Brief, Breezy and Foolish European Grand Tour City visits demonstrate everything wrong with American tourism
Today we ponder a sad Wall Street Journal article about a proposed European Grand Tour, “How to tackle Europe’s bucket-list cities when you’re racing the clock? Here, agreeably efficient itineraries to London, Paris, Rome, Madrid, Vienna, and Munich.”
Unfortunately, this whirlwind European Grand Tour of some of the continent’s major cities demonstrates what is wrong with many of America’s tourists. They are often traveling to “notch their travel card.” Others are looking for “bragging rights.” And, the article notes that these “itineraries” are in no way “cheating.” The only cheating comes from those spending their hard-earned cash to see things that can be better seen in glossy magazines. These tourists miss most of the more wonderful sights, never taste the cuisine of the city, and fail to experience the city’s life.
This is a European Grand Tour with no Eiffel Tower, no Changing of the Guard, no Frari, no Pantheon, no Haufbrauhaus, no music, no Wienerschnitzel, no Apfelstrudel, no linguini, no baguettes, no gelato or Shepherd’s Pie … oh my! Virtual reality can’t come fast enough for some tourists.
What are your thoughts about this kind of European Grand Tour tourism? From my point of view, anyone who enjoys this kind of travel would get much more from a good travel film or picture book. They can enjoy the article’s overview of Rome, the tiny slice of Madrid’s Museum Paseo, the Île de La Cité visuals, and the other brief encounters of the worst kind without any jetlag or the jammed seats in coach class across the Atlantic.
…we boarded a gondola after arriving at Stazione Santa Lucia, headed for St. Mark’s Square to have coffee with the pigeons. We strolled past the Campanile, peeked into the plush Daniela hotel, and stared for a while at iconic Santa Maria della Salute. We even took time for a tour of St. Mark’s Basilica and also found our way to the Rialto Bridge, where we loaded up on sausage and cheese from the surrounding market for the return trip to Verona. Nothing felt rushed. It was an inspirational day for all of us.
…grab a cab (or take the Tube) to Liverpool Street Station and climb onto a No. 11 bus. Sit in the front seat upstairs and watch London roll by like a movie, as you pass the Royal Exchange, Bank of England and St. Paul’s Cathedral; chug along Fleet Street; scoot around Trafalgar Square and down Whitehall to the Houses of Parliament and Westminster Abbey — all the way to Chelsea and along the King’s Road. The trip might take an hour; never do it at rush hour.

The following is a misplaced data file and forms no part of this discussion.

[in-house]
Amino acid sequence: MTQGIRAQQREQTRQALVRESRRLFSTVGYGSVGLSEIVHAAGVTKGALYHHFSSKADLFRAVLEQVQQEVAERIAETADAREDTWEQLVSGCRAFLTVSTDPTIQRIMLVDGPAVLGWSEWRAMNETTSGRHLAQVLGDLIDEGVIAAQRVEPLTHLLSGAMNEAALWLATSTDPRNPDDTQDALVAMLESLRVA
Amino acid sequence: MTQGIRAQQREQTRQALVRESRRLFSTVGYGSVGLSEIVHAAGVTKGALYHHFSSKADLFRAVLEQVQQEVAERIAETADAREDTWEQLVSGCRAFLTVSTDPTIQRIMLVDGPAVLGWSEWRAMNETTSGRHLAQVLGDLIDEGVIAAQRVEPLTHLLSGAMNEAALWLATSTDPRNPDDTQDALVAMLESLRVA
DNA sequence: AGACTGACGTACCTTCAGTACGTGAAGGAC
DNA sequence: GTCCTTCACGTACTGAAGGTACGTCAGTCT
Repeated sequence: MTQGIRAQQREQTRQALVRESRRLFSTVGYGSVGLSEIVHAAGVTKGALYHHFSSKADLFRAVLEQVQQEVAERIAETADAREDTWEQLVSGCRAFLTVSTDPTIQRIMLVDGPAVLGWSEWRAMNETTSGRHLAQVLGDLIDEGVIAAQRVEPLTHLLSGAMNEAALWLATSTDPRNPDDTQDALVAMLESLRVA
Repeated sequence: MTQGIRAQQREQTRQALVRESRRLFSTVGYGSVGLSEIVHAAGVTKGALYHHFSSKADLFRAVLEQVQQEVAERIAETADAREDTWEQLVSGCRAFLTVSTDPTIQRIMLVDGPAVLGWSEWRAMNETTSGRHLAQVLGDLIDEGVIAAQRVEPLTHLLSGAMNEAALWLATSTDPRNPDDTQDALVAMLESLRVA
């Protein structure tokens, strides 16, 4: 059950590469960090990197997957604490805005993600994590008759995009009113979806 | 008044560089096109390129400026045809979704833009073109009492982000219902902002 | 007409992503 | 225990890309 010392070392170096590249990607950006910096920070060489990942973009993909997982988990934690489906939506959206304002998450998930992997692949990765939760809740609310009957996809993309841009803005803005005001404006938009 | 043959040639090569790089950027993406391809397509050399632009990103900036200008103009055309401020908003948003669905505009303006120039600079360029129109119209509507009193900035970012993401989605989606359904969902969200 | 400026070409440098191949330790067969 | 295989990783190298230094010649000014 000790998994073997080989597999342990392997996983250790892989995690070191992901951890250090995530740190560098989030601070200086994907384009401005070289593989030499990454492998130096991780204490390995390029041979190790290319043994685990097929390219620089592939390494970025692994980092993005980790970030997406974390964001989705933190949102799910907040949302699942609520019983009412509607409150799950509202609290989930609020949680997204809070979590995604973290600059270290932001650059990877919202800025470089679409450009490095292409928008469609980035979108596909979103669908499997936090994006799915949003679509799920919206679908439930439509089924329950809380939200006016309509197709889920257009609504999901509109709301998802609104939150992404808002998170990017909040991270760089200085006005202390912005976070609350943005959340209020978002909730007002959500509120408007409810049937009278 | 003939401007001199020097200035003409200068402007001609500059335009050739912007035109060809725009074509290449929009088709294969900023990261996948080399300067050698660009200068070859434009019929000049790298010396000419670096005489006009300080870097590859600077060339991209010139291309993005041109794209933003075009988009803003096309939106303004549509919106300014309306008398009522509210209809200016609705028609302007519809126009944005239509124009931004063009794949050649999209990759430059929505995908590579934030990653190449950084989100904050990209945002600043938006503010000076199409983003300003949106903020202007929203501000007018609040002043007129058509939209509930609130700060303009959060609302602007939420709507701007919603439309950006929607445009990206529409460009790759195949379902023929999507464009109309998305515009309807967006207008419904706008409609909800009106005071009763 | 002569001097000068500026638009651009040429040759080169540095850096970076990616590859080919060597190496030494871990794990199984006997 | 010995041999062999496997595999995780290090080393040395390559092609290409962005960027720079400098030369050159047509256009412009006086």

…the Museo del Prado — loaded with paintings by Velásquez, Goya and El Greco — just up the leafy Paseo del Prado from Atocha Station, where the high-speed trains from France pull in. More modern works are just across the road from the station, at the Reina Sofía and, farther along the Paseo, at the Thyssen-Bornemisza.
…stroll the half-dozen pedestrian-only blocks through a wonderland of pastel houses, stepped gables and windows dripping with geraniums, on down to the Rathaus. Up in the tower of Munich’s City Hall, the Glockenspiel pops out carved historical figures. … All along the route, the green onion domes of the Frauenkirche watch over Bavaria World like twin guardian angels…
…Never let the Seine out of your sight. Get yourself to the Île de La Cité, the historic heart of Paris, where you’re officially on the Right Bank but really between Left and Right. You can walk to Notre-Dame; the Conciergerie, where Marie Antoinette was imprisoned; and lose yourself in the Place Dauphine, a secret courtyard halfway across the Pont Neuf that’s easy to miss.
Piazza del Campidoglio, home to Rome’s City Hall, puts you at the top of history’s most remarkable junk heap — the glorious if crumbling marble arches and columns of the Roman Forum. From behind City Hall, the Colosseum is clearly in view, and you can survey the Seven Hills (you’re on Capitoline). Michelangelo built on the spot where the Emperors received the chariot-driving legions, back from battle with the good news that they went, they saw, they conquered.
Check into the Hotel Sacher… Window-shop down to St. Stephen’s Cathedral along car-free Kärtnerstrasse.
Voila! Ecco! Aqui esta! Hier ist! Your European grand tour is complete.
Charlie Leocha is the President of Travelers United. He has been working in Washington, DC, for the past ten years with Congress, the Department of Transportation and industry stakeholders on travel issues. He was the consumer representative to the Advisory Committee for Aviation Consumer Protections appointed by the Secretary of Transportation from 2012 through 2018. He also served on the Consumer Advocacy Subcommittee of the Transportation Security Advisory Board.